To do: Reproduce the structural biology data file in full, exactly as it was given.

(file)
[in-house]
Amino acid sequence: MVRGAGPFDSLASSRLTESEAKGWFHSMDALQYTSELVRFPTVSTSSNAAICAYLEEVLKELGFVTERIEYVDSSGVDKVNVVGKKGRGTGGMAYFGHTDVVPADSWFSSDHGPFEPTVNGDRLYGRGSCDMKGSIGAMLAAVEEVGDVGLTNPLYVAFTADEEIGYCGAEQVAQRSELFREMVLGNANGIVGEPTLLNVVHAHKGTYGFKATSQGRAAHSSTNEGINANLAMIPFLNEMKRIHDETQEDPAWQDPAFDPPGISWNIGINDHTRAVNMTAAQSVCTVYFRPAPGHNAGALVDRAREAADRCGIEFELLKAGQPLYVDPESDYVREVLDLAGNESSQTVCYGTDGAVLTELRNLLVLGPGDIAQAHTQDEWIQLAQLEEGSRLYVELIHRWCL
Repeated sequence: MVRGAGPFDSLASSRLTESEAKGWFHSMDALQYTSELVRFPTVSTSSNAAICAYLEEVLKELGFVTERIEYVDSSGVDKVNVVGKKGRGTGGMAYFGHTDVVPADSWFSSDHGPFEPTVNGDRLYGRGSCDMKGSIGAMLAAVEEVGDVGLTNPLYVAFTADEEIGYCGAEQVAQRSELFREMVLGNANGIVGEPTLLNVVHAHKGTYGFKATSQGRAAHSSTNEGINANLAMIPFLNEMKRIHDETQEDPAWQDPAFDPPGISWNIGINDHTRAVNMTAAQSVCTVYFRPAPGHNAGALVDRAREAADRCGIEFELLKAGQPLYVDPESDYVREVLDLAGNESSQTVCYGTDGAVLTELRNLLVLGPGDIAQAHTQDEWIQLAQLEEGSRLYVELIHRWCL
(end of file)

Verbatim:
[in-house]
Amino acid sequence: MVRGAGPFDSLASSRLTESEAKGWFHSMDALQYTSELVRFPTVSTSSNAAICAYLEEVLKELGFVTERIEYVDSSGVDKVNVVGKKGRGTGGMAYFGHTDVVPADSWFSSDHGPFEPTVNGDRLYGRGSCDMKGSIGAMLAAVEEVGDVGLTNPLYVAFTADEEIGYCGAEQVAQRSELFREMVLGNANGIVGEPTLLNVVHAHKGTYGFKATSQGRAAHSSTNEGINANLAMIPFLNEMKRIHDETQEDPAWQDPAFDPPGISWNIGINDHTRAVNMTAAQSVCTVYFRPAPGHNAGALVDRAREAADRCGIEFELLKAGQPLYVDPESDYVREVLDLAGNESSQTVCYGTDGAVLTELRNLLVLGPGDIAQAHTQDEWIQLAQLEEGSRLYVELIHRWCL
Repeated sequence: MVRGAGPFDSLASSRLTESEAKGWFHSMDALQYTSELVRFPTVSTSSNAAICAYLEEVLKELGFVTERIEYVDSSGVDKVNVVGKKGRGTGGMAYFGHTDVVPADSWFSSDHGPFEPTVNGDRLYGRGSCDMKGSIGAMLAAVEEVGDVGLTNPLYVAFTADEEIGYCGAEQVAQRSELFREMVLGNANGIVGEPTLLNVVHAHKGTYGFKATSQGRAAHSSTNEGINANLAMIPFLNEMKRIHDETQEDPAWQDPAFDPPGISWNIGINDHTRAVNMTAAQSVCTVYFRPAPGHNAGALVDRAREAADRCGIEFELLKAGQPLYVDPESDYVREVLDLAGNESSQTVCYGTDGAVLTELRNLLVLGPGDIAQAHTQDEWIQLAQLEEGSRLYVELIHRWCL